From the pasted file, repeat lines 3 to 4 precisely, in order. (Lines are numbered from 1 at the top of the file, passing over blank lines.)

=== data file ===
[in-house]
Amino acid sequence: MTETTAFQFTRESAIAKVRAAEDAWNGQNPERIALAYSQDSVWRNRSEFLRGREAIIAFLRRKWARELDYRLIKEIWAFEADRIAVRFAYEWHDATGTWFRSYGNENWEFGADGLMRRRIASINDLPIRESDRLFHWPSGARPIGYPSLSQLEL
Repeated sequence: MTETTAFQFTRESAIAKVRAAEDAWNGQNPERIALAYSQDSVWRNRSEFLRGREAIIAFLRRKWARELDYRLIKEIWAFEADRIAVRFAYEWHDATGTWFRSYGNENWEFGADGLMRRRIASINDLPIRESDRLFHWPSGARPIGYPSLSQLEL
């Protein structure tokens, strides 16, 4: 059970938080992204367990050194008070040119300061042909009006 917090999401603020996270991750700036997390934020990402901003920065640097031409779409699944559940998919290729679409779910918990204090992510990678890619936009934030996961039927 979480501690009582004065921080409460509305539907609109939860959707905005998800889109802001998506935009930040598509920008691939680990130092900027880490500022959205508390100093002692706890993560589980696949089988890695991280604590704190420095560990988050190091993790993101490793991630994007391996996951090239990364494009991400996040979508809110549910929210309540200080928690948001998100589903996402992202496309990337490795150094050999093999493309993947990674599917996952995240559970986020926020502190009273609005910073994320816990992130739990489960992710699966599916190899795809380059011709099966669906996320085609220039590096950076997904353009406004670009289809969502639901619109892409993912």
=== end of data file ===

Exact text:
Repeated sequence: MTETTAFQFTRESAIAKVRAAEDAWNGQNPERIALAYSQDSVWRNRSEFLRGREAIIAFLRRKWARELDYRLIKEIWAFEADRIAVRFAYEWHDATGTWFRSYGNENWEFGADGLMRRRIASINDLPIRESDRLFHWPSGARPIGYPSLSQLEL
């Protein structure tokens, strides 16, 4: 059970938080992204367990050194008070040119300061042909009006 917090999401603020996270991750700036997390934020990402901003920065640097031409779409699944559940998919290729679409779910918990204090992510990678890619936009934030996961039927 979480501690009582004065921080409460509305539907609109939860959707905005998800889109802001998506935009930040598509920008691939680990130092900027880490500022959205508390100093002692706890993560589980696949089988890695991280604590704190420095560990988050190091993790993101490793991630994007391996996951090239990364494009991400996040979508809110549910929210309540200080928690948001998100589903996402992202496309990337490795150094050999093999493309993947990674599917996952995240559970986020926020502190009273609005910073994320816990992130739990489960992710699966599916190899795809380059011709099966669906996320085609220039590096950076997904353009406004670009289809969502639901619109892409993912």